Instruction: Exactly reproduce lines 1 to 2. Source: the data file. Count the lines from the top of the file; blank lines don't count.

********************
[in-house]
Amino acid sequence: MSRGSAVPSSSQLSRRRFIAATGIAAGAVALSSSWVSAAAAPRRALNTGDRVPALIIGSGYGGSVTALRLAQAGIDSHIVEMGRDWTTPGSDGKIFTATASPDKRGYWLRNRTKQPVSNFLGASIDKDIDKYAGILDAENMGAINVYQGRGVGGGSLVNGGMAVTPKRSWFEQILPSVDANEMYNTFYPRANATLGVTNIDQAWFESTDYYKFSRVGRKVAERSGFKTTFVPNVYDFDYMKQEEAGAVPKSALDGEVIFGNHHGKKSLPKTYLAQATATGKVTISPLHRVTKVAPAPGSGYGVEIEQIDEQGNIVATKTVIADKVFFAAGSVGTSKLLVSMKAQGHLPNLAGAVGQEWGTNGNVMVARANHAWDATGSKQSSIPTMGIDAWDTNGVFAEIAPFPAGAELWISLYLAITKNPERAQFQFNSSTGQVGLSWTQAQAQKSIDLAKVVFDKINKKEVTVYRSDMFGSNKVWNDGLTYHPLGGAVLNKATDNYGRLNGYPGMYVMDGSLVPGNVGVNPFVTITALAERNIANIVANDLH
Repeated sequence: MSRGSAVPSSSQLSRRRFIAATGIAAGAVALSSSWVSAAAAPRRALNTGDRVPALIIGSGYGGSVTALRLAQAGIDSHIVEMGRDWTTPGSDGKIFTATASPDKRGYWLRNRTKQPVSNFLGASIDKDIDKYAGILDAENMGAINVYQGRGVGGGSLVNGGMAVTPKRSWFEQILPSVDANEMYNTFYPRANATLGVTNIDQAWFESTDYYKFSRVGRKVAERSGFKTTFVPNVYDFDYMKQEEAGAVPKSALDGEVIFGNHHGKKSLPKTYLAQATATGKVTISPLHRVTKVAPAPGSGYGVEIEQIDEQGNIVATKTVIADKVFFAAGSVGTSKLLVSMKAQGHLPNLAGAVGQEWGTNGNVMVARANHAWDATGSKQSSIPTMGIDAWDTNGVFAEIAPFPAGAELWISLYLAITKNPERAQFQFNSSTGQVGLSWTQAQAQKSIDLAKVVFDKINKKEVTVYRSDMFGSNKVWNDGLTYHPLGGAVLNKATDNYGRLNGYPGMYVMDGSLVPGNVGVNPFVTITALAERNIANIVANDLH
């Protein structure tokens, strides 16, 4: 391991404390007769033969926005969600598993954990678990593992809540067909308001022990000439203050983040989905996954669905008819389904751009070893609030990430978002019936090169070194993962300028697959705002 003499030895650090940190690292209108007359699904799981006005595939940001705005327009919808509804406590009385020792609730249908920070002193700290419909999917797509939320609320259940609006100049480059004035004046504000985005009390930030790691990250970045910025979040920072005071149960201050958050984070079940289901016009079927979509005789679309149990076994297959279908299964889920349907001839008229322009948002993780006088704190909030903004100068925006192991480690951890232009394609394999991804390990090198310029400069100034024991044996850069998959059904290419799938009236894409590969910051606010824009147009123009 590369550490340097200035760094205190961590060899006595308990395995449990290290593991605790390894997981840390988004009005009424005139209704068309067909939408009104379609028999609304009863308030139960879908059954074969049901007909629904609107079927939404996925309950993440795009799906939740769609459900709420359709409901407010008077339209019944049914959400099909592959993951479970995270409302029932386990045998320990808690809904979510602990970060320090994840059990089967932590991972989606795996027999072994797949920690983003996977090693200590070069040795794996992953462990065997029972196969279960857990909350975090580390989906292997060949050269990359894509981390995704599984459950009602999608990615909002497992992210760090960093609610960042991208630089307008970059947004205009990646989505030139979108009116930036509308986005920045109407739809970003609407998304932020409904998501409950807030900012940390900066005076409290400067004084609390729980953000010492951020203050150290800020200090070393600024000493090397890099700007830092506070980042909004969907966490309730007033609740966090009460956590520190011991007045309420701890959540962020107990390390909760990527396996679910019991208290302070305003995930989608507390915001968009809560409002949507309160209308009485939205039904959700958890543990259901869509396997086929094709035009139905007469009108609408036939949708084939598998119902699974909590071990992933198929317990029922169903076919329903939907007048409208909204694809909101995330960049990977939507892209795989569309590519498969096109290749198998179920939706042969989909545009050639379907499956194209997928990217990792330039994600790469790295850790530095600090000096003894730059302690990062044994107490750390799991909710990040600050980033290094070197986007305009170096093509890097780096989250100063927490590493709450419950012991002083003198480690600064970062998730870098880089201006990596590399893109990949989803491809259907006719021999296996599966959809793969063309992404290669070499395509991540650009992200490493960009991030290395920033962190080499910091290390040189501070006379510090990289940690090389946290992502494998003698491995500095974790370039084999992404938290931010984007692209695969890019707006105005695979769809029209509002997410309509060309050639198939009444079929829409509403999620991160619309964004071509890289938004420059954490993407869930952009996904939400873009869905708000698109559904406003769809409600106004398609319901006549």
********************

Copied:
[in-house]
Amino acid sequence: MSRGSAVPSSSQLSRRRFIAATGIAAGAVALSSSWVSAAAAPRRALNTGDRVPALIIGSGYGGSVTALRLAQAGIDSHIVEMGRDWTTPGSDGKIFTATASPDKRGYWLRNRTKQPVSNFLGASIDKDIDKYAGILDAENMGAINVYQGRGVGGGSLVNGGMAVTPKRSWFEQILPSVDANEMYNTFYPRANATLGVTNIDQAWFESTDYYKFSRVGRKVAERSGFKTTFVPNVYDFDYMKQEEAGAVPKSALDGEVIFGNHHGKKSLPKTYLAQATATGKVTISPLHRVTKVAPAPGSGYGVEIEQIDEQGNIVATKTVIADKVFFAAGSVGTSKLLVSMKAQGHLPNLAGAVGQEWGTNGNVMVARANHAWDATGSKQSSIPTMGIDAWDTNGVFAEIAPFPAGAELWISLYLAITKNPERAQFQFNSSTGQVGLSWTQAQAQKSIDLAKVVFDKINKKEVTVYRSDMFGSNKVWNDGLTYHPLGGAVLNKATDNYGRLNGYPGMYVMDGSLVPGNVGVNPFVTITALAERNIANIVANDLH